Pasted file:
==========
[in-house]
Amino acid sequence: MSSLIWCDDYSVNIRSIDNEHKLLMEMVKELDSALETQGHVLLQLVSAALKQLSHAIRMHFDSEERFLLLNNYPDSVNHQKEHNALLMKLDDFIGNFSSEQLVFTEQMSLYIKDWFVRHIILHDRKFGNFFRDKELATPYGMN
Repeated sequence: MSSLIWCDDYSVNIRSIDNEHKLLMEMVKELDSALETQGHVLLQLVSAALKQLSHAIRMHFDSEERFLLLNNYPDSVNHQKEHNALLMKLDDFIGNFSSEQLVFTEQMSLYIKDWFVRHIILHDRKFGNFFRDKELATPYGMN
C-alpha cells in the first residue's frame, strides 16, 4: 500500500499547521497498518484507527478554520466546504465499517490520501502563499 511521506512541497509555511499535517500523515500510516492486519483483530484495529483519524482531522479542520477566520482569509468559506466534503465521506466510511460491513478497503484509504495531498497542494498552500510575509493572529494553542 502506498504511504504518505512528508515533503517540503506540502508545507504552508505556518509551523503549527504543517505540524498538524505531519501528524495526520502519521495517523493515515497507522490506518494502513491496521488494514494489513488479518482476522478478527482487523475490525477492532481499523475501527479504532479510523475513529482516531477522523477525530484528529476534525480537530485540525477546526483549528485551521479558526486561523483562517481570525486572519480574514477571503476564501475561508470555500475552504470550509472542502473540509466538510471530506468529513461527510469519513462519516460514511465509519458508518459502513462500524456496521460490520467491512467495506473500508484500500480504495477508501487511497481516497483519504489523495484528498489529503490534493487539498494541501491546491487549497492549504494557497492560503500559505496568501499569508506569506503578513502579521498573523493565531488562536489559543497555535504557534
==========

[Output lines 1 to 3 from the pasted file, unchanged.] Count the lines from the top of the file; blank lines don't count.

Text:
[in-house]
Amino acid sequence: MSSLIWCDDYSVNIRSIDNEHKLLMEMVKELDSALETQGHVLLQLVSAALKQLSHAIRMHFDSEERFLLLNNYPDSVNHQKEHNALLMKLDDFIGNFSSEQLVFTEQMSLYIKDWFVRHIILHDRKFGNFFRDKELATPYGMN
Repeated sequence: MSSLIWCDDYSVNIRSIDNEHKLLMEMVKELDSALETQGHVLLQLVSAALKQLSHAIRMHFDSEERFLLLNNYPDSVNHQKEHNALLMKLDDFIGNFSSEQLVFTEQMSLYIKDWFVRHIILHDRKFGNFFRDKELATPYGMN